My earliest memories of getting my hair cut would have been when I was 4 or 5 years old. My dad would pick me up from school and we would go to a barber called George’s near the construction site he worked at, run by an old Greek of the same name. George would wear a baby blue barber smock that was always perfectly pressed, have his silver hair combed over with brylcreem and had thick framed glasses that would magnify his eyes to a cartoonish size.
For me there was nothing like going to the barber with my dad. I cherish those days after school that I knew he was picking me up, especially when my teachers said my hair was too long and needed a haircut. It was a time when where my father could sit together and share an experience, that didn’t involve my sisters or my mother...just us boys. I felt very adult and proper being in the company of all these elder men, like I too was a grown up because when you sit in a barber chair your age is irrelevant.
I remember the topics of conversations between my father and George or other customers being about the glory days of being a youth in their respective countries, stories about how difficult it was in there first year living in Australia in the 70s, or talking about how their wives were constantly nagging about the most mundane things. From what I could see this place was a sanctuary for men to be men and talk freely and openly regardless of topic.
After my father finished his building project we continued to go to George’s barber for the next year until one day there were newspapers on the windows and the barber pole had been removed. It was a very sad moment for both me and my father, George seemed like man with an old world outlook to living, one that would work until he left this world. I will never forget this experience with my first proper barber, someone who made me feel welcome and left feeling sharp and ready to take on the world. Even today when I drive past the shop (which is now a convenience store) I can still smell the shaving cream, the chemical agent used to sterilize the combs and the look of those sun bleached head shots showing different men’s hairstyles.
There are many feelings and emotions that happen when you walk into a barber shop and when you leave. It is a place of shared experience, time travel and transformation. A change in appearance changes your perception of both yourself and the world around you and it all starts from when you sit down in that barber chair. When the apron gets clipped around your neck and your barber asks what style you would like, you instantly know that your day is going to get better as soon as you leave. There are very few experiences in your life where a transformation happens in front of your eyes in a matter of minutes. A conversation is shared about the weeks or months that have passed between visits and there is a link between the trust in allowing someone to make a physical change in your appearance and your ability to open up to them and talk completely candidly.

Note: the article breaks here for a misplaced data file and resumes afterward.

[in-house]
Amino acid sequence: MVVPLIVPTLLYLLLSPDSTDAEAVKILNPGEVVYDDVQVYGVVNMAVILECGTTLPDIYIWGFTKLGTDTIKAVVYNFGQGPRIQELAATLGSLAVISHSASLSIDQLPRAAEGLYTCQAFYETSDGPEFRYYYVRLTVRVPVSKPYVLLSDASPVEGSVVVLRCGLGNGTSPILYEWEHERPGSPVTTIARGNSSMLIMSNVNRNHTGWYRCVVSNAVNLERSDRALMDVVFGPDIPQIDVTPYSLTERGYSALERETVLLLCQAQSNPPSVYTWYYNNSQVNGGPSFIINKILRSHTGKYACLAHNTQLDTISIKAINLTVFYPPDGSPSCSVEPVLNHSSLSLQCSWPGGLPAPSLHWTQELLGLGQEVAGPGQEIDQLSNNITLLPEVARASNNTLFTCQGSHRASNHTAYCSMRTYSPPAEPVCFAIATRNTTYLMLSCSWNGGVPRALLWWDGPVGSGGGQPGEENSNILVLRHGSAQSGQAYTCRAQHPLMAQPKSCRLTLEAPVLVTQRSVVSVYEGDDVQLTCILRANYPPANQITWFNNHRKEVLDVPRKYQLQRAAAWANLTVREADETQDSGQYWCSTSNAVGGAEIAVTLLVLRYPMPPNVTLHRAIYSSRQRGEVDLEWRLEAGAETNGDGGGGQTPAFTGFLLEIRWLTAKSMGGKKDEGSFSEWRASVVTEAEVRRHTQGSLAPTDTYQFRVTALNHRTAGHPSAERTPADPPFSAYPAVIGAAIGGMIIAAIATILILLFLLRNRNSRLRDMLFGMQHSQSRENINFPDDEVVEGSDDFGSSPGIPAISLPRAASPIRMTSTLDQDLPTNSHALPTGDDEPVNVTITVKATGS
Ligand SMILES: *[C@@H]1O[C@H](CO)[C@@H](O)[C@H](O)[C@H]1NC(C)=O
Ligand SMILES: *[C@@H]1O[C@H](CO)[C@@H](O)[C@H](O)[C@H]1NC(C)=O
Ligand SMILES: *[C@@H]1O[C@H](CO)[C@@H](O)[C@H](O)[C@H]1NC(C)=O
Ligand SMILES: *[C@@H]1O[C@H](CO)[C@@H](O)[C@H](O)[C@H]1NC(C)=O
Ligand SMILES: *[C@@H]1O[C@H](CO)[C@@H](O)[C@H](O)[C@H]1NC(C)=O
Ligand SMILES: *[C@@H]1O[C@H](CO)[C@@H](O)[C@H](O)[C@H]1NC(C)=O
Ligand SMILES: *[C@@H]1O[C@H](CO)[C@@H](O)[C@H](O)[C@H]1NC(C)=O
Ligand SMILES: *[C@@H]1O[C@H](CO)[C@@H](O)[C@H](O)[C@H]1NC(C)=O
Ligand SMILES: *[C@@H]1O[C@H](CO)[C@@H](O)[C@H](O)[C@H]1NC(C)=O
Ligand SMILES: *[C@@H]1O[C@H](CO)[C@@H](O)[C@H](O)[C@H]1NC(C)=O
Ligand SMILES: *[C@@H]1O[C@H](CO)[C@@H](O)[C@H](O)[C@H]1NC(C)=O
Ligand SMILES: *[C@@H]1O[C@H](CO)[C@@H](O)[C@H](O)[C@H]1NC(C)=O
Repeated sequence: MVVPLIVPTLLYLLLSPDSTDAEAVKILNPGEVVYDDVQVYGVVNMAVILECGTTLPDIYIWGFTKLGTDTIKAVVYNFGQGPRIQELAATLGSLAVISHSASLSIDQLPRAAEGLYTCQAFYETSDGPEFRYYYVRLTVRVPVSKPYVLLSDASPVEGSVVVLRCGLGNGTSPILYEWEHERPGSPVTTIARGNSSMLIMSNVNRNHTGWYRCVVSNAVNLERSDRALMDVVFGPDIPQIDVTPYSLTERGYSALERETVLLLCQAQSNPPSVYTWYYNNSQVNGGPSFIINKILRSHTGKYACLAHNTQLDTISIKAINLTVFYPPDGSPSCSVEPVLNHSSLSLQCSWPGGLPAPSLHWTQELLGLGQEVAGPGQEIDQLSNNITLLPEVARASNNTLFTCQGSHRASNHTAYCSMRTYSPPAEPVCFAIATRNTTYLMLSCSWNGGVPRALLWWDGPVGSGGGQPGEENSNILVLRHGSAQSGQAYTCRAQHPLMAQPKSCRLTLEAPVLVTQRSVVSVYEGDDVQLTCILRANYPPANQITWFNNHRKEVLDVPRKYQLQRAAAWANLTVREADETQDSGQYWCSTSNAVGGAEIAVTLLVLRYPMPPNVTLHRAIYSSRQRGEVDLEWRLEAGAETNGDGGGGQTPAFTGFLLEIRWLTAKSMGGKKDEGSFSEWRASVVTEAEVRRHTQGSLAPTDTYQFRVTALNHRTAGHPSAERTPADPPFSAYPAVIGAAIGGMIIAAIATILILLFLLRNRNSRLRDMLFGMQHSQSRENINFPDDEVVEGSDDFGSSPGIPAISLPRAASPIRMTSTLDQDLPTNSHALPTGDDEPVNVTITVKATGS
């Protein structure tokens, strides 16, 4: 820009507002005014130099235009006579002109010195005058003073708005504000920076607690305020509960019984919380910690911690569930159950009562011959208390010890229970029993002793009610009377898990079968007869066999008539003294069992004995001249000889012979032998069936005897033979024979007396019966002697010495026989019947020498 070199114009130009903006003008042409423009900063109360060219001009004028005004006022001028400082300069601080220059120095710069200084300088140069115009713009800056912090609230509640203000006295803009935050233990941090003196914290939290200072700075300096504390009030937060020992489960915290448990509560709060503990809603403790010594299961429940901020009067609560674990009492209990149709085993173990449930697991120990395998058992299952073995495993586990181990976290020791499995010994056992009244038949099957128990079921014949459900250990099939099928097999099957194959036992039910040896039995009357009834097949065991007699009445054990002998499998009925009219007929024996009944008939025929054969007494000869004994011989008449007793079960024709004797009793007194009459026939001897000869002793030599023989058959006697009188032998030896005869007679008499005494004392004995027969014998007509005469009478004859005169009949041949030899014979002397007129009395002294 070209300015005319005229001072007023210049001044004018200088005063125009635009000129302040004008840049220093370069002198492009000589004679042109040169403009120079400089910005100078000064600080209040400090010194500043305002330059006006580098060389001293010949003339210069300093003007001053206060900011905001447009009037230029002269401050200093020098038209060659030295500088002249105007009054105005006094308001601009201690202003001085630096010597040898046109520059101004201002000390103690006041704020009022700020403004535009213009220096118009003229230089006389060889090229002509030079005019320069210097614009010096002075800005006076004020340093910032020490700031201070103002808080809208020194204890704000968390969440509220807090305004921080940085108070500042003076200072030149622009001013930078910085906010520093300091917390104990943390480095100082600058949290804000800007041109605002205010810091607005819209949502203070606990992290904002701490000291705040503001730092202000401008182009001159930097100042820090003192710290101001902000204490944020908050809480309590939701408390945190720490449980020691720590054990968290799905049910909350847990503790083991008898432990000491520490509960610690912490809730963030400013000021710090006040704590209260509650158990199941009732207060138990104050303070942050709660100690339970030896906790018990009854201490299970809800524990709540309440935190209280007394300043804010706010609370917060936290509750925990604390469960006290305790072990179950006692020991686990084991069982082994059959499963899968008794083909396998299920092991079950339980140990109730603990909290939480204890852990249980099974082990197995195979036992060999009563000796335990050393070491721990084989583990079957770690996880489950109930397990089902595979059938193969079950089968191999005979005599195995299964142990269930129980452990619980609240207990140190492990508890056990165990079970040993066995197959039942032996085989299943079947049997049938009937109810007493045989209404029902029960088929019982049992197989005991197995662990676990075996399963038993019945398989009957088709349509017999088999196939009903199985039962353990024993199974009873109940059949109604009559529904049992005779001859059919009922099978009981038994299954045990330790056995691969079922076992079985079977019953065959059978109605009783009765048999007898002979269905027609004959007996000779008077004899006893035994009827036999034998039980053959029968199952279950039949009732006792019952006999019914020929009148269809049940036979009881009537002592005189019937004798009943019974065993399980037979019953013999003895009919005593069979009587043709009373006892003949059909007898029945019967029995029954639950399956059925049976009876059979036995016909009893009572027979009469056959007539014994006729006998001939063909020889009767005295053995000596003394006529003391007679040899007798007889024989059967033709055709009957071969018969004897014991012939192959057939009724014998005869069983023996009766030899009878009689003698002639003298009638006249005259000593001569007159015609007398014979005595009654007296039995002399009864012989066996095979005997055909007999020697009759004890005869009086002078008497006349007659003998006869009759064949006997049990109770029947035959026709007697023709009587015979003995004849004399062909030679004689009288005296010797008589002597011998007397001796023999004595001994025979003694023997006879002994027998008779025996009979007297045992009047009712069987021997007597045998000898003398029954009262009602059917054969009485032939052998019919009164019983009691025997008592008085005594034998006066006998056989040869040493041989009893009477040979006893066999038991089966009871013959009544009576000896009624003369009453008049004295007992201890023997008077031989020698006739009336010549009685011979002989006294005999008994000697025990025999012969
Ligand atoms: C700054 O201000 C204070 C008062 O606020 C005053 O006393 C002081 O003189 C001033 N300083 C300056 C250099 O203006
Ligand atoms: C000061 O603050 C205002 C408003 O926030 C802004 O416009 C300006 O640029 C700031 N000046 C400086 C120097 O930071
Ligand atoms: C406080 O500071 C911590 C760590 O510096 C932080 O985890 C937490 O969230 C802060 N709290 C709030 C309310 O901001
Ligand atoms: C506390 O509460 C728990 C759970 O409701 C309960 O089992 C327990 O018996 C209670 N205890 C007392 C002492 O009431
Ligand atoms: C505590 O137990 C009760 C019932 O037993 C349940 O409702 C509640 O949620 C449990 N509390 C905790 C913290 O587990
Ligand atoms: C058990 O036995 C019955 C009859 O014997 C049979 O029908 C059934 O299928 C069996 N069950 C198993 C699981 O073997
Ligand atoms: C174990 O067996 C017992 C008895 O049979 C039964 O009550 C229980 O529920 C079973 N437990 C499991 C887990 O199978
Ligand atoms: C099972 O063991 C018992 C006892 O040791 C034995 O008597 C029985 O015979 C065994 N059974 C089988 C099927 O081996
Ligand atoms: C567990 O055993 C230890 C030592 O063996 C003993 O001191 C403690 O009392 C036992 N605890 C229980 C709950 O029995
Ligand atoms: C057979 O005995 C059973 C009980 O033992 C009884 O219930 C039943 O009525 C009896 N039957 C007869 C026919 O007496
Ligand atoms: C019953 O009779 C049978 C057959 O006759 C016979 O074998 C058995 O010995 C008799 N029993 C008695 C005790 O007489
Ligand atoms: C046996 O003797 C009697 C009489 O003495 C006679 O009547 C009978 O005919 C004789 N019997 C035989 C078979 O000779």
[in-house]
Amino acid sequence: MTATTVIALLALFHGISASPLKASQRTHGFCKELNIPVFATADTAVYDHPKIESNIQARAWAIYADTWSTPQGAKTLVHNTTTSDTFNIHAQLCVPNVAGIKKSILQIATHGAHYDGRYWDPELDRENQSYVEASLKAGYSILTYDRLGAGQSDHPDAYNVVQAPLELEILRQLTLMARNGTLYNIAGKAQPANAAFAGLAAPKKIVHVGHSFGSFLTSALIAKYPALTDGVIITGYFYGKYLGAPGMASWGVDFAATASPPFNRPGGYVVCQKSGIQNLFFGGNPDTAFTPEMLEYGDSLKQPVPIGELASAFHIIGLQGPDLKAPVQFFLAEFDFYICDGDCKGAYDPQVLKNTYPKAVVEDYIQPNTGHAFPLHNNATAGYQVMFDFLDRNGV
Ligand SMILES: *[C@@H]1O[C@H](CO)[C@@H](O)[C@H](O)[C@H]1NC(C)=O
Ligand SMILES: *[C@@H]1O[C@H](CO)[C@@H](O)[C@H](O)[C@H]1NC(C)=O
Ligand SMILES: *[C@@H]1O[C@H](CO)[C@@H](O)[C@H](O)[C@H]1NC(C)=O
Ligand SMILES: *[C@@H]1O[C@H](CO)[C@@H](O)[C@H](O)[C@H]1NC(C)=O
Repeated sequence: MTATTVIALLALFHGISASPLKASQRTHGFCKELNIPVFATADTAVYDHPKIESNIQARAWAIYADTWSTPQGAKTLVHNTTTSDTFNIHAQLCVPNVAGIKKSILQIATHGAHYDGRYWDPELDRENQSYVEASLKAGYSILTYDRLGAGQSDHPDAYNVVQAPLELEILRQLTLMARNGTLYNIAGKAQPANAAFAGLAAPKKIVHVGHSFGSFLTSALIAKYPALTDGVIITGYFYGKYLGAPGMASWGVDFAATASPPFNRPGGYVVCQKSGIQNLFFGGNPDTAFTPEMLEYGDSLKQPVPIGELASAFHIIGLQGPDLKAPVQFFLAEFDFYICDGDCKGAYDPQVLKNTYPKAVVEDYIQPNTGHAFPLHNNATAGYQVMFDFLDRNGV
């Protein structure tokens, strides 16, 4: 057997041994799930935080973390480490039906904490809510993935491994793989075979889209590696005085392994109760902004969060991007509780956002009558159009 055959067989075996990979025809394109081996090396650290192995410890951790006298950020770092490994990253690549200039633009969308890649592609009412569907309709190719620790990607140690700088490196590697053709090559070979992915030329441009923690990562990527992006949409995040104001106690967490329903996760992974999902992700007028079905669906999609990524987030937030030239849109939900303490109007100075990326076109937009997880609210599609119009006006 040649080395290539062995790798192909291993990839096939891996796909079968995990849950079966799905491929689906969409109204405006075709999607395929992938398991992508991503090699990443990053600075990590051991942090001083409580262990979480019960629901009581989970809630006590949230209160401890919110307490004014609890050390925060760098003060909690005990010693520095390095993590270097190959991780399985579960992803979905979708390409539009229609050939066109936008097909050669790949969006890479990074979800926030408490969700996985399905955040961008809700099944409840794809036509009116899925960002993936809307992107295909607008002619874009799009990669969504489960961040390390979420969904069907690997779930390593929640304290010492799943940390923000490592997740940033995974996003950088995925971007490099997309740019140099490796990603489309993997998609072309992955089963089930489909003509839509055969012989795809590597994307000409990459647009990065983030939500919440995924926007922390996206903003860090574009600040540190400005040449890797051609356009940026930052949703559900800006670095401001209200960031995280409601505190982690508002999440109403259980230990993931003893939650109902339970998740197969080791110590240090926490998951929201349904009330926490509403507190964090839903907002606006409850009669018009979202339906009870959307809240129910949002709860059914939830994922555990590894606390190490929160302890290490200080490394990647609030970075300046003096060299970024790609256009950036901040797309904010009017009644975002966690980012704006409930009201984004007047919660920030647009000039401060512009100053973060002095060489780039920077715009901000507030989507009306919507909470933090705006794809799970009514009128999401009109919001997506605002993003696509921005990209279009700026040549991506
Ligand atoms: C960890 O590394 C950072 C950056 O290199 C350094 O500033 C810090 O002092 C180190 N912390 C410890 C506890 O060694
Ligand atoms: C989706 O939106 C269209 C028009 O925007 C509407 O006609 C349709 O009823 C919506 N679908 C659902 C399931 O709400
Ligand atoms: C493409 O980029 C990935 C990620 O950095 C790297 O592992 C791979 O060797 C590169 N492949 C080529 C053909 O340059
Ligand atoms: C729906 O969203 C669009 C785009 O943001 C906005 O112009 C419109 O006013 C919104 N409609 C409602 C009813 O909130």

"There are very few experiences in your life where a transformation happens in front of your eyes in a matter of minutes"
I’m glad my dad took me to a barber at a young age. It allowed me to bond with him, hang out with some older dudes who offered me some life lesson that I did not understand (but it didn’t matter because i was treated like an equal) and it meant that the next day when I went to school i was going to be the sharpest kid out. The importance of sitting in that chair as an adult was just as important when I was a kid, and it’s an experience I look forward to every month, and an experience I would love to share with my son one day, where he can feel like a grown up and be treated like an equal, sharing in a similar experience to what I did with my father.
With the growing trends in male grooming there has been a cultural resurgence of the old school barber with even some salons having a barber chair or "men's corner" for their male clientele. For that I am extremely happy. Through the combination of old world barbering techniques and the innovation in both grooming tools and products the barber experience has had a renaissance of being an integral part of men’s lifestyle. It is not just another task to get done in a month, but a joy of an experience which allows you to hit the reset button on your life and leaves you feeling like you can take on the world.
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Author: Kareem Ghaly
Image Credits: Marjorie Milner & Saru Saru